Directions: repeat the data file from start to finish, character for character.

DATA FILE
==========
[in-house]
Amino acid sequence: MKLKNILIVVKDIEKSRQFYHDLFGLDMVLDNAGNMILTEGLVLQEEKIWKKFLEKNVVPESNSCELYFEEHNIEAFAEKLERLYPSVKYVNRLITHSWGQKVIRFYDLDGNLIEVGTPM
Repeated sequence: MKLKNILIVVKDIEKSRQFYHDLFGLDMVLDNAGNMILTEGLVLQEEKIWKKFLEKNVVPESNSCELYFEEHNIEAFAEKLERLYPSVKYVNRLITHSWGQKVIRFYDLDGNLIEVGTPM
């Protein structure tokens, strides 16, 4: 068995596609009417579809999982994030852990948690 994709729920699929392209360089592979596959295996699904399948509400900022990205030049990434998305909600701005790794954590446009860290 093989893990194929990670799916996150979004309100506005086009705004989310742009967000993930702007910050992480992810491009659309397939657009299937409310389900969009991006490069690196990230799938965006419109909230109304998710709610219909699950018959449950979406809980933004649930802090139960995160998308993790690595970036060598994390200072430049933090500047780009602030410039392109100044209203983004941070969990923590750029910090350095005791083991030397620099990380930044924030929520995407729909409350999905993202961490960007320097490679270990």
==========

[in-house]
Amino acid sequence: MKLKNILIVVKDIEKSRQFYHDLFGLDMVLDNAGNMILTEGLVLQEEKIWKKFLEKNVVPESNSCELYFEEHNIEAFAEKLERLYPSVKYVNRLITHSWGQKVIRFYDLDGNLIEVGTPM
Repeated sequence: MKLKNILIVVKDIEKSRQFYHDLFGLDMVLDNAGNMILTEGLVLQEEKIWKKFLEKNVVPESNSCELYFEEHNIEAFAEKLERLYPSVKYVNRLITHSWGQKVIRFYDLDGNLIEVGTPM
């Protein structure tokens, strides 16, 4: 068995596609009417579809999982994030852990948690 994709729920699929392209360089592979596959295996699904399948509400900022990205030049990434998305909600701005790794954590446009860290 093989893990194929990670799916996150979004309100506005086009705004989310742009967000993930702007910050992480992810491009659309397939657009299937409310389900969009991006490069690196990230799938965006419109909230109304998710709610219909699950018959449950979406809980933004649930802090139960995160998308993790690595970036060598994390200072430049933090500047780009602030410039392109100044209203983004941070969990923590750029910090350095005791083991030397620099990380930044924030929520995407729909409350999905993202961490960007320097490679270990």